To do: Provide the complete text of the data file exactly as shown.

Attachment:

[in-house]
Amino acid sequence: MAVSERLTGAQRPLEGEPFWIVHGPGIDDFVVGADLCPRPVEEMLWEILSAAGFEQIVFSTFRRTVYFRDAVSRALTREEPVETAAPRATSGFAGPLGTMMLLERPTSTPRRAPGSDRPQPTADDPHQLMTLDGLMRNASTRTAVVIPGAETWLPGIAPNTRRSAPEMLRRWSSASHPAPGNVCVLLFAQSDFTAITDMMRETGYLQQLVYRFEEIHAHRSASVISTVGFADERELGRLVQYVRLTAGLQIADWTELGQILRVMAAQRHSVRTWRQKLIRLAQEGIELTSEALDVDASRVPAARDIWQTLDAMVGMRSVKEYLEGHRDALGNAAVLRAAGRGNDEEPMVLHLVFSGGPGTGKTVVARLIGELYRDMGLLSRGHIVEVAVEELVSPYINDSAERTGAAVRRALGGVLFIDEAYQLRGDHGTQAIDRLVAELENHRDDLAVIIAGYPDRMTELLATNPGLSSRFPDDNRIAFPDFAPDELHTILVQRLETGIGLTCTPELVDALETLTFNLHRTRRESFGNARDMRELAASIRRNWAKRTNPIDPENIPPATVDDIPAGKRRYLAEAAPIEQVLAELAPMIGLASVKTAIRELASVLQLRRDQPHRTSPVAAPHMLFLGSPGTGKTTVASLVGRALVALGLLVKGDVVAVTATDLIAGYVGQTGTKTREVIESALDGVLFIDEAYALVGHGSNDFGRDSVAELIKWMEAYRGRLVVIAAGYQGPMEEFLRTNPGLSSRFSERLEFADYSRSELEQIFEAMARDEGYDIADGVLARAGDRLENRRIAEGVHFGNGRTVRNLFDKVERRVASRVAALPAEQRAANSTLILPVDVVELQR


[in-house]
Amino acid sequence: MAVSERLTGAQRPLEGEPFWIVHGPGIDDFVVGADLCPRPVEEMLWEILSAAGFEQIVFSTFRRTVYFRDAVSRALTREEPVETAAPRATSGFAGPLGTMMLLERPTSTPRRAPGSDRPQPTADDPHQLMTLDGLMRNASTRTAVVIPGAETWLPGIAPNTRRSAPEMLRRWSSASHPAPGNVCVLLFAQSDFTAITDMMRETGYLQQLVYRFEEIHAHRSASVISTVGFADERELGRLVQYVRLTAGLQIADWTELGQILRVMAAQRHSVRTWRQKLIRLAQEGIELTSEALDVDASRVPAARDIWQTLDAMVGMRSVKEYLEGHRDALGNAAVLRAAGRGNDEEPMVLHLVFSGGPGTGKTVVARLIGELYRDMGLLSRGHIVEVAVEELVSPYINDSAERTGAAVRRALGGVLFIDEAYQLRGDHGTQAIDRLVAELENHRDDLAVIIAGYPDRMTELLATNPGLSSRFPDDNRIAFPDFAPDELHTILVQRLETGIGLTCTPELVDALETLTFNLHRTRRESFGNARDMRELAASIRRNWAKRTNPIDPENIPPATVDDIPAGKRRYLAEAAPIEQVLAELAPMIGLASVKTAIRELASVLQLRRDQPHRTSPVAAPHMLFLGSPGTGKTTVASLVGRALVALGLLVKGDVVAVTATDLIAGYVGQTGTKTREVIESALDGVLFIDEAYALVGHGSNDFGRDSVAELIKWMEAYRGRLVVIAAGYQGPMEEFLRTNPGLSSRFSERLEFADYSRSELEQIFEAMARDEGYDIADGVLARAGDRLENRRIAEGVHFGNGRTVRNLFDKVERRVASRVAALPAEQRAANSTLILPVDVVELQR